“Sometimes,” I say, “I’ll be talking with a girl, and they’ll ask me how old I am, and when I tell them, I see a little hope die in their eyes.”
“It’s like up until that point the future seemed so bright, but then in one clean sweep it’s all, ‘Oh, well, there’s the deal breaker.’”
“You aren’t that old, are you?”
“I didn’t think I was. I feel old sometimes. Probably more than I should.”
“You going to eat that?”
“The chicken? No, help yourself. I even once had a girl say, ‘You look so much younger.’ But there was a twinge of regret to it.” I replay the scene in my head. The slight slump in the shoulders, that half sigh. ”You know, I don’t even know if I was imagining that. I don’t even know anymore.”
“You ever thought about lying?”
“You mean about my age?”
“Sure. Seems simple enough. Pass me those edamame.”
I take one, pass the plate over.
“Thought about it. Never really considered it.”
He holds an edamame up, stares at it.
”Didn’t your dad lie to your mum about his age when they first met? At a disco or something? Was that you?”
“Yeah, that was me. He had a fake name, too.”
I imagine my father with the long hair, the flares, the tight shirt. An overflowing, libido-inspired confidence. Such a far-cry from the kindly monk in his place.
“So let’s play the hypotheticals then. Isn’t it possible that your mum and dad may never have gotten together if he hadn’t lied to her?”
“Er… I suppose so. There’s logic to that.”
“And that in following, if they hadn’t gotten together, you never would have been born?”
“Well, yeah. That goes without saying.”
“Man, lying to women about how old you are is in your blood. It’s essentially a part of what created you. You should be flying the flag for liars worldwide. You should wear that badge with pride… but secretly. You know, lest the truth get out.”
“I uh… I hadn’t thought of that before.”
“Just saying,” he says, looking around. “Hey, what happened to that fish we ordered?”
“You ate it,” I say. “Just order another if you want. But you do realize that my parents are divorced now, right?”
“Yeah, you told me.”
“And that where they stood on the happiness scale when it first happened was vastly tipped in my mother’s favor.”
“I uh… I will admit that I don’t remember that part.”
“Well, while my mother went on to follow passions and dreams she had, my dad quietly wallowed in self-pity and mystery novels, pining for a woman who would never return.”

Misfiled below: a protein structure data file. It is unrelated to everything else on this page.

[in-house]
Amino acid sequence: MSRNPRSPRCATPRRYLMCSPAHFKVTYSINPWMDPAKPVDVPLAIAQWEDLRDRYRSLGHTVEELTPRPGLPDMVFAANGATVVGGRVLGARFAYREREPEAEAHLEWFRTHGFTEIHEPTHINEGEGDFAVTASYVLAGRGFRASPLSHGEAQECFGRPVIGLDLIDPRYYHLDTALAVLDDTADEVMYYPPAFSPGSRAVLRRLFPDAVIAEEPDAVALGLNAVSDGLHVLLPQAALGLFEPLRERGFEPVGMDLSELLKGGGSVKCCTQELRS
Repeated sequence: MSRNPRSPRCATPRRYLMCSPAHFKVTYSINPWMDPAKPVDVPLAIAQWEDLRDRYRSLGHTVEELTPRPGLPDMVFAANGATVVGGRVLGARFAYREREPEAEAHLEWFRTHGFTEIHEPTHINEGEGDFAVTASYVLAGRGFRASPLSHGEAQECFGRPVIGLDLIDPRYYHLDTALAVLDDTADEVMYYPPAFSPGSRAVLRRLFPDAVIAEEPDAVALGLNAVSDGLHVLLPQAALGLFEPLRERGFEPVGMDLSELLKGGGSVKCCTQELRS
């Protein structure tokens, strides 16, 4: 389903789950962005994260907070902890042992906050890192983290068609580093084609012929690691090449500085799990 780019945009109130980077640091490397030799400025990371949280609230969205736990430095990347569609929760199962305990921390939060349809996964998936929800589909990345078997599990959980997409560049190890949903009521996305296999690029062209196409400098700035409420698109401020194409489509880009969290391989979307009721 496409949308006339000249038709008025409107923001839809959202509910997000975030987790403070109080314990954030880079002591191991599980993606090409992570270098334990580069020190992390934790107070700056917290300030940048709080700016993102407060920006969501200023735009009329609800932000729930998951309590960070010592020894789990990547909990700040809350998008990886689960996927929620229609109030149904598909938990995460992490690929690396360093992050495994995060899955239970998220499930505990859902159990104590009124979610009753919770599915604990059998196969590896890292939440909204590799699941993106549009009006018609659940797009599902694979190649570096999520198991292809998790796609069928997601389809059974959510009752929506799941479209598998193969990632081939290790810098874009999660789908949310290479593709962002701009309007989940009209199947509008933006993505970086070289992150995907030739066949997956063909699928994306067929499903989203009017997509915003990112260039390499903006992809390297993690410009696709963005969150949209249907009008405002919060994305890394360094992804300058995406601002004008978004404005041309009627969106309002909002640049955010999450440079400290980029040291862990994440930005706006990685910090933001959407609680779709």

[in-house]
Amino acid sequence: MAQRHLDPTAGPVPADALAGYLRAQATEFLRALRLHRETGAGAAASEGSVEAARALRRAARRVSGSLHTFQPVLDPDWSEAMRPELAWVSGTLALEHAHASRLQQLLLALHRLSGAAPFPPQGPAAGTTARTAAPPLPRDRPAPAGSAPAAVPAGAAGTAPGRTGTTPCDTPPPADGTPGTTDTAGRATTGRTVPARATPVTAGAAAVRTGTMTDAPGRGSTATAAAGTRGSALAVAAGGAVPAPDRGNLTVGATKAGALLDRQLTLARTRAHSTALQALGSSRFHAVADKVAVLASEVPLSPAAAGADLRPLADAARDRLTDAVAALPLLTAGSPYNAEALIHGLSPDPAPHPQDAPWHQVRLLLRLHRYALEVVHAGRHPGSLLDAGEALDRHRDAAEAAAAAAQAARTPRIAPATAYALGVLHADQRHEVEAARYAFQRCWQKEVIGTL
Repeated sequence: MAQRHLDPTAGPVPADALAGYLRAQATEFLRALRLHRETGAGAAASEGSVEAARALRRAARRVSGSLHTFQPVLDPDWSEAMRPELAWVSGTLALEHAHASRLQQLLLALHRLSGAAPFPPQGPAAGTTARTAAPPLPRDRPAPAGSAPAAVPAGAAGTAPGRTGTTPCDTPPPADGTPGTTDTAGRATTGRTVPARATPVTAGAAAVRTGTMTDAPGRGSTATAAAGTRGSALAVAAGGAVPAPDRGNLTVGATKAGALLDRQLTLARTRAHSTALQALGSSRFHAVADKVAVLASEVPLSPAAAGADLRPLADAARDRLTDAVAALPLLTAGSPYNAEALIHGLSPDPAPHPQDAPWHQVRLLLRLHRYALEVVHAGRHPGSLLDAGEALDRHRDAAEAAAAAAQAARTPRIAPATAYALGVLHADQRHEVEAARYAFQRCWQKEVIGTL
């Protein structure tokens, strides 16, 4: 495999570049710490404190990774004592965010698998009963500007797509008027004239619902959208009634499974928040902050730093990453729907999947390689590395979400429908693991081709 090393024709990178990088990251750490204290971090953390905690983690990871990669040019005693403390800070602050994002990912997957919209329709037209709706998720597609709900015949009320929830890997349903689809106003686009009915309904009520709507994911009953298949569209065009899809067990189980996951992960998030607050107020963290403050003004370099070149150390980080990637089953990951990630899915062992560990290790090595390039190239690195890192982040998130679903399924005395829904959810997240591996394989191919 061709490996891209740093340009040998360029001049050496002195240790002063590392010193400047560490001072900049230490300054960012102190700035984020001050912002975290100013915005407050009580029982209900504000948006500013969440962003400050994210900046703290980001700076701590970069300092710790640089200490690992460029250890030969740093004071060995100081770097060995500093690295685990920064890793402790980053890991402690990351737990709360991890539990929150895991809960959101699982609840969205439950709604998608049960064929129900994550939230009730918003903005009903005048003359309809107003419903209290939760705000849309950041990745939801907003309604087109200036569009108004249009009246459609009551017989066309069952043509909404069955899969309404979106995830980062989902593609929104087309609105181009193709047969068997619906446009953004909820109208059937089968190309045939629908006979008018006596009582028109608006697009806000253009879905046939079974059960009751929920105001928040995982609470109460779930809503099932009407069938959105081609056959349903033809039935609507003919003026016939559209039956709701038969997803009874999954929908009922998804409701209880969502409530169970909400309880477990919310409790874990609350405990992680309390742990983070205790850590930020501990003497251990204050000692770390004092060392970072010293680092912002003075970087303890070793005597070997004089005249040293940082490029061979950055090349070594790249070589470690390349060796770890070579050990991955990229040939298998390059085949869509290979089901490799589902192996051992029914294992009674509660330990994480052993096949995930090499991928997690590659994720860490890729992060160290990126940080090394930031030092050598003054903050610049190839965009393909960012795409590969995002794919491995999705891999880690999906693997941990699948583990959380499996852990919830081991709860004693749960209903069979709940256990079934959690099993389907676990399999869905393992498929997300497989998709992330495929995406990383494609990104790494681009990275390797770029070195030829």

“And it was a long road he walked to rediscovering happiness, even though he declared then, and still does now, that he would never find another woman.”
I shrug. “I’m just trying to avoid pitfalls, you know? Keep my options open.”
He eyes the remains of the okonomiyaki, and I slide it over.
“Okay, okay. Yeah, I get that – avoiding pitfalls. But did that meltdown have anything to do with the lying part of their first meeting?”
I think for a moment. Shake my head.
“You know, I think that actually brought them closer together. Her having to help him ‘go straight’, so to speak.”
“Well, there you go. Just lie now, lie well, and be sure avoid the horrible years of loneliness later.”
“Yeah, I guess that makes sense.”
“And pass me those fries.”
A young waitress shuffles to the table and looks us over – my fat friend, the empty plates, the empty glasses of beer, and me.
“Can I take your plates?” she asks.
“I’m 24,” I say.
“Uh, yeah. It’s uh… my birthday tomorrow.”
“Uh… that’s nice. How about those plates then?”
“Do you think I look 24?”
The girl looks at me, then my friend, then shrugs.
“I thought you guys were around 30. Sorry. Can I take the plates now?”
“Uh, yeah, sure. Take them. Thanks.”
Hurriedly, awkwardly, she picks up the plates, and nervously shuffles off. I look over at my friend.
“I uh… I don’t know why I did that,” I say.
And while he chokes on french fries, coughing, laughing, and crying at the same time, I wonder whether to lose myself in a daily routine of long walks, coffee, action movies, and mystery novels, or to see how far this lying thing takes me.
But some decisions, it seems, they simply make themselves.